Why China’s ‘Orwellian’ Social Credit Scheme Enjoys Domestic Support

Why China’s ‘Orwellian’ Social Credit Scheme Enjoys Domestic Support
The logo of the Zhima Credit service of Alibaba’s Ant Financial on a smartphone in Jinan, China, May 28, 2018 (Photo by Da Qing for Imaginechina via AP Images).

Editor’s Note: Every Wednesday, WPR Newsletter and Engagement Editor Benjamin Wilhelm curates the week’s top news and expert analysis on China.

In 2014, China announced plans to establish a comprehensive nationwide “social credit” system by 2020, with the aim of using troves of data to assess the trustworthiness of individuals, businesses and other entities based on their compliance with laws and other regulations. The idea has been called “Orwellian” by United States Vice President Mike Pence, and media outlets have likened it to an episode of Black Mirror, the popular dystopian television series.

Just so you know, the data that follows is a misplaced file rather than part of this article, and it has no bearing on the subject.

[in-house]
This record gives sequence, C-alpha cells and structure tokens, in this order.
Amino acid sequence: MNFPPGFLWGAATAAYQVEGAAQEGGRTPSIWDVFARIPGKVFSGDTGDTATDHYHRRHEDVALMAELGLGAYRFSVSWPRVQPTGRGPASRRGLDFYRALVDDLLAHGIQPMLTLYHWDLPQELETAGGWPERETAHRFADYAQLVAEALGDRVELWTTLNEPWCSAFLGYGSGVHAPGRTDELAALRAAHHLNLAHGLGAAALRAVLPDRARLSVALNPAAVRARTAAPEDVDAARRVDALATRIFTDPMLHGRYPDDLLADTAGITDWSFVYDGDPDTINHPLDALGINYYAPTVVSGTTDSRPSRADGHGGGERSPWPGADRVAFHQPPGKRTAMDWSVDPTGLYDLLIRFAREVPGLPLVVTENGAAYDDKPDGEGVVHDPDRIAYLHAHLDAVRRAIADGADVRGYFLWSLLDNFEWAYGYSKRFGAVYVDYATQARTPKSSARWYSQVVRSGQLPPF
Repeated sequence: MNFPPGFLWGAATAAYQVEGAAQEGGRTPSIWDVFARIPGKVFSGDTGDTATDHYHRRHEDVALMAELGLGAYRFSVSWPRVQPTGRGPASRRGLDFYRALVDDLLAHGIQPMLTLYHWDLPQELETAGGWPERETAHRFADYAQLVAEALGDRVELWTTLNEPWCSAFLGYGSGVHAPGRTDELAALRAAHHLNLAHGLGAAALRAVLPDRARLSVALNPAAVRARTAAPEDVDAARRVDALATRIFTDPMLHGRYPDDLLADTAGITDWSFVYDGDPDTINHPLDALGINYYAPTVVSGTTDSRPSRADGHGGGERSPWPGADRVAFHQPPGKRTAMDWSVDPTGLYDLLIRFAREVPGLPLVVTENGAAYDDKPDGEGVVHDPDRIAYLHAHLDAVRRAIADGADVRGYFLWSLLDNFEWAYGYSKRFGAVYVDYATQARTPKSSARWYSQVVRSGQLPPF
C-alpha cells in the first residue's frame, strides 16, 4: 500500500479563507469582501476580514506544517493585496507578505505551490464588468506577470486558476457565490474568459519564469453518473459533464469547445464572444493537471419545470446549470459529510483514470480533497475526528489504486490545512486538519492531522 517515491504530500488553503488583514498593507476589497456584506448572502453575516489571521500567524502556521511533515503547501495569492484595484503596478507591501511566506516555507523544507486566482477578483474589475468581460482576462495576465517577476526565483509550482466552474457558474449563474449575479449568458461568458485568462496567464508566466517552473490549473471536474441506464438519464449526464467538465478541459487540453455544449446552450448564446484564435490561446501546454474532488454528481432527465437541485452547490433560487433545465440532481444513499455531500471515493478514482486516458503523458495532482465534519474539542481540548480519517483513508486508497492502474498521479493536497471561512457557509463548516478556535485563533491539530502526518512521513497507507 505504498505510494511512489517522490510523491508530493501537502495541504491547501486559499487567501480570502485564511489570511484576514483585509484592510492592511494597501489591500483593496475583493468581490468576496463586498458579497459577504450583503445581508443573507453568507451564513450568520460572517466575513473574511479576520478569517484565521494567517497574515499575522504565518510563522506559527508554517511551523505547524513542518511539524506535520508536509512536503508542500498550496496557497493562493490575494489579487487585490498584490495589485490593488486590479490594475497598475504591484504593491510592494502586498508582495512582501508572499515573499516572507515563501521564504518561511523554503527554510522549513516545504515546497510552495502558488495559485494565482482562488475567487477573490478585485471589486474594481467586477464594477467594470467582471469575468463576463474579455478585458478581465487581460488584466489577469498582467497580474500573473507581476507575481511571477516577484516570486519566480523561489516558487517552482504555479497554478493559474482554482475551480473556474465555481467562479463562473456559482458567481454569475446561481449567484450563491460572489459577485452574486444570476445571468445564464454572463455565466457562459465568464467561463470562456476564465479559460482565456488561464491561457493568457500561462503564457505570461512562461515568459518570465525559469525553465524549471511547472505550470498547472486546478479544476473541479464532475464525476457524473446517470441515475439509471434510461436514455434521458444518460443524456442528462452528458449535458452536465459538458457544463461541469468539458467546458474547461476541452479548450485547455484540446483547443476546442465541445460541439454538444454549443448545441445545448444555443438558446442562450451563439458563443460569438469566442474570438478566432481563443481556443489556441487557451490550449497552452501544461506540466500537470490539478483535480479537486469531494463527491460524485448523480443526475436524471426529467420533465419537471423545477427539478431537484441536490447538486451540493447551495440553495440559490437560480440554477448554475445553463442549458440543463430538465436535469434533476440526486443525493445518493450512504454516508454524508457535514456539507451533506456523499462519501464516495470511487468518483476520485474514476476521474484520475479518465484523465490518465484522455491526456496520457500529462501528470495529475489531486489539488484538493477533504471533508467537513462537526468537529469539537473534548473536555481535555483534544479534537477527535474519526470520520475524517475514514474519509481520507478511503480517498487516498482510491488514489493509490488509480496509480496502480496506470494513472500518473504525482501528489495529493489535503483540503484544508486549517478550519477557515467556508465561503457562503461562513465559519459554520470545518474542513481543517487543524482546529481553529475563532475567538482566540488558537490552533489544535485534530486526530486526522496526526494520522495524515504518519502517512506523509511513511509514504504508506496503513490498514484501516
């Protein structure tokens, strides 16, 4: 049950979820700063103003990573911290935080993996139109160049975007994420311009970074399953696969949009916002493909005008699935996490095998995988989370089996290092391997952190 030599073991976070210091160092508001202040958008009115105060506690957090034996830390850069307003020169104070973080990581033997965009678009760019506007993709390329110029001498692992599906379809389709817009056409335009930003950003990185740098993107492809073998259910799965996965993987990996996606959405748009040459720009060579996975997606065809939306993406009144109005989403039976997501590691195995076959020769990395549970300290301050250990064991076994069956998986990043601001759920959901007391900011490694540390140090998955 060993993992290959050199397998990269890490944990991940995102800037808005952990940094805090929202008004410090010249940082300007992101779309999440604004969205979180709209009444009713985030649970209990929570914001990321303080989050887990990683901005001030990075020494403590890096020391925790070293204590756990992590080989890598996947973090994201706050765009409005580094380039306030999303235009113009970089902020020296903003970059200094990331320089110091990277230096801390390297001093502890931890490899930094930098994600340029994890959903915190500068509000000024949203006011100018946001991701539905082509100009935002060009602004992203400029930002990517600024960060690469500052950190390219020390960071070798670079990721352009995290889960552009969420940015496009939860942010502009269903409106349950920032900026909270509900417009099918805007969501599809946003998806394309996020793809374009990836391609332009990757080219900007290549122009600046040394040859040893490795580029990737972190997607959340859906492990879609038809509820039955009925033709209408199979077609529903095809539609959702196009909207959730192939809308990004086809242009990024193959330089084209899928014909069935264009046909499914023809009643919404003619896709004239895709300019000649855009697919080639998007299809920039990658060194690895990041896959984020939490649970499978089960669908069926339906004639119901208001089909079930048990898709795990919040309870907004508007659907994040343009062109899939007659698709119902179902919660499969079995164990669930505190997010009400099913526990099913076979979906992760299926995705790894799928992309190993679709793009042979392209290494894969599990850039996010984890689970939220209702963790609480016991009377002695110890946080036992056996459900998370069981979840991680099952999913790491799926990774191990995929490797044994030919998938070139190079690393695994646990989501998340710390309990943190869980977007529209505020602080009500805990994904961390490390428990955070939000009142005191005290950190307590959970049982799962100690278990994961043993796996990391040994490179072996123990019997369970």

Aspects of the social credit system certainly raise valid concerns about privacy and the potential for misuse of personal information. But as Jamie Horsley wrote in Foreign Policy last November, “Chinese authorities are not assigning a single score that will determine every aspect of every citizen’s life—at least not yet.” In reality, the plan has pragmatic objectives that many Chinese people support.

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